Born in Auschwitz, survivor says stories of atrocity must be told
Angela Orosz Richt, a survivor of Auschwitz AFP

Her mother was so malnourished that the Nazi camp guards did not even know she was pregnant.

"She didn't show very much at three months, she didn't show very much at nine months, either -- I was so little, I was just one pound at birth," says Angela Orosz Richt, a survivor of Auschwitz, who was born in Nazi Germany's most infamous death camp.

She was born on December 21, 1944, just weeks before the camp was liberated -- and six months after the Nazis deported her mother from Hungary to the camp in occupied Poland, where they killed over 1.1 million people, mostly Jews from across Europe.

The 75-year-old -- now a great grandmother living in Montreal, Canada -- is one of over 200 survivors who returned to Auschwitz on Monday for a ceremony marking 75 years since the camp's liberation.

The surge in anti-semitic hate speech and violence on both sides of the Atlantic in recent years has triggered old fears that she thought she had laid to rest once and for all.

But it has also made her more determined than ever to share her incredible story as both a lesson and warning.

- 'Kept me hidden' -

Her mother arrived at Auschwitz on May 25, 1944, and was sent to a barracks where the camp's doctor Josef Mengele, known as the "Angel of Death", held twins that he used for experiments.

Despite being severely malnourished, she came to full term -- managing to conceal her pregnancy and then her newborn baby.

"She used whatever papers she could find to put on top of me, she kept me hidden," Orosz Richt told AFP, walking past the barbed-wire fence and red-brick barracks inside the camp where her life began.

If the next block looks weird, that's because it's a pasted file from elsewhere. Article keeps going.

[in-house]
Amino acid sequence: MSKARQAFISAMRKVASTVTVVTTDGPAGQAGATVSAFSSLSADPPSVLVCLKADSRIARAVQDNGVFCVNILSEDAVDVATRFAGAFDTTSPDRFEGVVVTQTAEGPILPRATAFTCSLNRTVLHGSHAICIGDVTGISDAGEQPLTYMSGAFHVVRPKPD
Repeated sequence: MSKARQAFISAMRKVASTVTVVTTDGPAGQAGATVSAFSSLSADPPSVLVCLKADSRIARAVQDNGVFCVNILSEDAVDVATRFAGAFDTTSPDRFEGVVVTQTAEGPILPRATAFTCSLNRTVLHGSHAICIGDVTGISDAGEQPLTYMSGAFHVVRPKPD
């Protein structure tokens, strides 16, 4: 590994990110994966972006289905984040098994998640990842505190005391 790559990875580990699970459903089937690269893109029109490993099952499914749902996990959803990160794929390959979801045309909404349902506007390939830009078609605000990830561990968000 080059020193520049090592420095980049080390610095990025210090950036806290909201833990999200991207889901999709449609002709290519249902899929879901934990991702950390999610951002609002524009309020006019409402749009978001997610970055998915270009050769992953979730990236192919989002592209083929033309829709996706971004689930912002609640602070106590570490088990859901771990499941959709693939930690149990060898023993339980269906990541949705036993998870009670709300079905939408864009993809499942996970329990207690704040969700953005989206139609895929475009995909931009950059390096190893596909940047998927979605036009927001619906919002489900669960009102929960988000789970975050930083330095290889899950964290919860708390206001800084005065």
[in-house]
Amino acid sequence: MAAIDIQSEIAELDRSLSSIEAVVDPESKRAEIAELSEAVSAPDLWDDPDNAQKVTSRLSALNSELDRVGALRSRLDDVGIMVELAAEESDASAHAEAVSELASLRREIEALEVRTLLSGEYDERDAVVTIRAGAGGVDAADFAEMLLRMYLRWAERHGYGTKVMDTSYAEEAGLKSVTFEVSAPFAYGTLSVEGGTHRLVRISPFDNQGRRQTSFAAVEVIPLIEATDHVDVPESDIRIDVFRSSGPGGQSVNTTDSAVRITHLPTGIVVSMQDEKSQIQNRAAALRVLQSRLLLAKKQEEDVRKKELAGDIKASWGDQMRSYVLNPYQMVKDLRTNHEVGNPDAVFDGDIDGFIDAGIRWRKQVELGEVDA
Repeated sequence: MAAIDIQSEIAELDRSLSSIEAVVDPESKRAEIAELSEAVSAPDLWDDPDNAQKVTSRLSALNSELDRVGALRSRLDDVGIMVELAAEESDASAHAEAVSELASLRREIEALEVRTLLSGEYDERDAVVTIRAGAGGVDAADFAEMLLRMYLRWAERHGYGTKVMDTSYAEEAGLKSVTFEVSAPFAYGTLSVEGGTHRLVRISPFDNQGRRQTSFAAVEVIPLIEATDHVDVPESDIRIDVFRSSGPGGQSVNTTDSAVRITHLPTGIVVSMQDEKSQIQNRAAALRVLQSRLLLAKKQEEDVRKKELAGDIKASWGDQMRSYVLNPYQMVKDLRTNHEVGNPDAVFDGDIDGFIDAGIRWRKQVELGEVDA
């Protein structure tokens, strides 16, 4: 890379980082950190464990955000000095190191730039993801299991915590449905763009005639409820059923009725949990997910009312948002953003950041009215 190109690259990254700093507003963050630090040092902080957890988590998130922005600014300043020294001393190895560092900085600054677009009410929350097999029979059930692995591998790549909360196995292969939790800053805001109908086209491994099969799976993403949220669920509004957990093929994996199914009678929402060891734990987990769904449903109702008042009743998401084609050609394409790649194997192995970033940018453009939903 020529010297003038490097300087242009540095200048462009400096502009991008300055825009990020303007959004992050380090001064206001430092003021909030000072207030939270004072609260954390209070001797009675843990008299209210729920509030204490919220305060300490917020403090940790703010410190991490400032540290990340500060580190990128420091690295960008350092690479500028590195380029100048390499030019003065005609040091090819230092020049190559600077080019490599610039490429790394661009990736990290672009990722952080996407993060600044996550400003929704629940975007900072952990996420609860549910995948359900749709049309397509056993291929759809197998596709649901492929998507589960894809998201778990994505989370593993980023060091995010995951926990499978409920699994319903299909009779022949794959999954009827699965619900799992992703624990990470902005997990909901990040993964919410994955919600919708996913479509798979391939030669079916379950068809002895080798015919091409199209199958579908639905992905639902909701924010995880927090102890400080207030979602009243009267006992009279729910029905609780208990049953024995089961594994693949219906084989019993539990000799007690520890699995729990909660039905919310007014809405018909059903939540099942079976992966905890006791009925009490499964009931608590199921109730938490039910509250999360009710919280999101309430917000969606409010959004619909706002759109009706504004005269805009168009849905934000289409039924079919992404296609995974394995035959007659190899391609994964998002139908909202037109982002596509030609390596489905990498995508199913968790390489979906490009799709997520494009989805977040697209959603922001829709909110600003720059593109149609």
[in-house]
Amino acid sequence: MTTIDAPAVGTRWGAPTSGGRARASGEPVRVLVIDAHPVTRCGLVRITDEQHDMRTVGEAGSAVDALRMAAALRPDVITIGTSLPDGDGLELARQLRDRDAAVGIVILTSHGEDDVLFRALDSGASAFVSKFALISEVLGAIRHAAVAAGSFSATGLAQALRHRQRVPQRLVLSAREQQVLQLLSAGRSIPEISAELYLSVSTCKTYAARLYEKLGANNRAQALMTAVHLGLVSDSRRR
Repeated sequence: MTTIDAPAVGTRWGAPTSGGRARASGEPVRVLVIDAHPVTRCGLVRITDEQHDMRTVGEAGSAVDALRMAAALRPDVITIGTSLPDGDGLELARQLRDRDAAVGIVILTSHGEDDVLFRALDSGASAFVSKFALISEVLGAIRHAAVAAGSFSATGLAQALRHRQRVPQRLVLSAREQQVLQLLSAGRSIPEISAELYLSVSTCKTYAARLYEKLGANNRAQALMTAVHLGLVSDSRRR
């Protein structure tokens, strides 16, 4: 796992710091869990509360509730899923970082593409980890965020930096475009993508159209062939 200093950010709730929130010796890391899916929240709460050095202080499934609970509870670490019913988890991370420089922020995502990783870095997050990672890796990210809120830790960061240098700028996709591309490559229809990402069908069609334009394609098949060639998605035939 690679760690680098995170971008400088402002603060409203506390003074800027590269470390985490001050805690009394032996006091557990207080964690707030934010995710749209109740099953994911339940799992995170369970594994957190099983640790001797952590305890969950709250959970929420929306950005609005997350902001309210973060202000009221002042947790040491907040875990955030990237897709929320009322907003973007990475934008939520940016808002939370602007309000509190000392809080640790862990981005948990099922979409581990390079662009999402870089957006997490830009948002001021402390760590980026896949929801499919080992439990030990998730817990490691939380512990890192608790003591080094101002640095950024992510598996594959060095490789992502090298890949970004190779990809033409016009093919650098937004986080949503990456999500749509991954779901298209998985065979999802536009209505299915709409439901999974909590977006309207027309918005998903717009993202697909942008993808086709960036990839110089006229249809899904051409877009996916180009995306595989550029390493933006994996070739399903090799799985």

"Her biggest fear was when she had to go outside, to stand for the appell (camp roll call), that the rats will eat me and she won't find me when she comes back.

"It was God's miracle that she managed to breastfeed me --- she only drank water but milk came out."

- 'Speak up' -

Recent deadly anti-semitic attacks and the rise of white supremacist groups in the US and far-right parties in Europe have convinced Orosz Richt that it is more important than ever to share her story.

In France -- home to Europe's biggest Jewish community -- there was a 74 percent rise in the number of anti-Jewish offences reported to police in 2018 compared with the previous year.

"I'm very scared for my grandchildren, I'm a great grandmother and that's why I decided, I'm going to speak up and tell my mother's story; maybe they will learn from it," she said.

"Education is the most important thing we have to fight that (anti-semitism).

"We have to tell the stories. Even if it is one child who goes home and says: 'Hey, the Holocaust did happen. I spoke to a survivor, she was there, she went through this. If one, just one kid goes home and says this, we have won."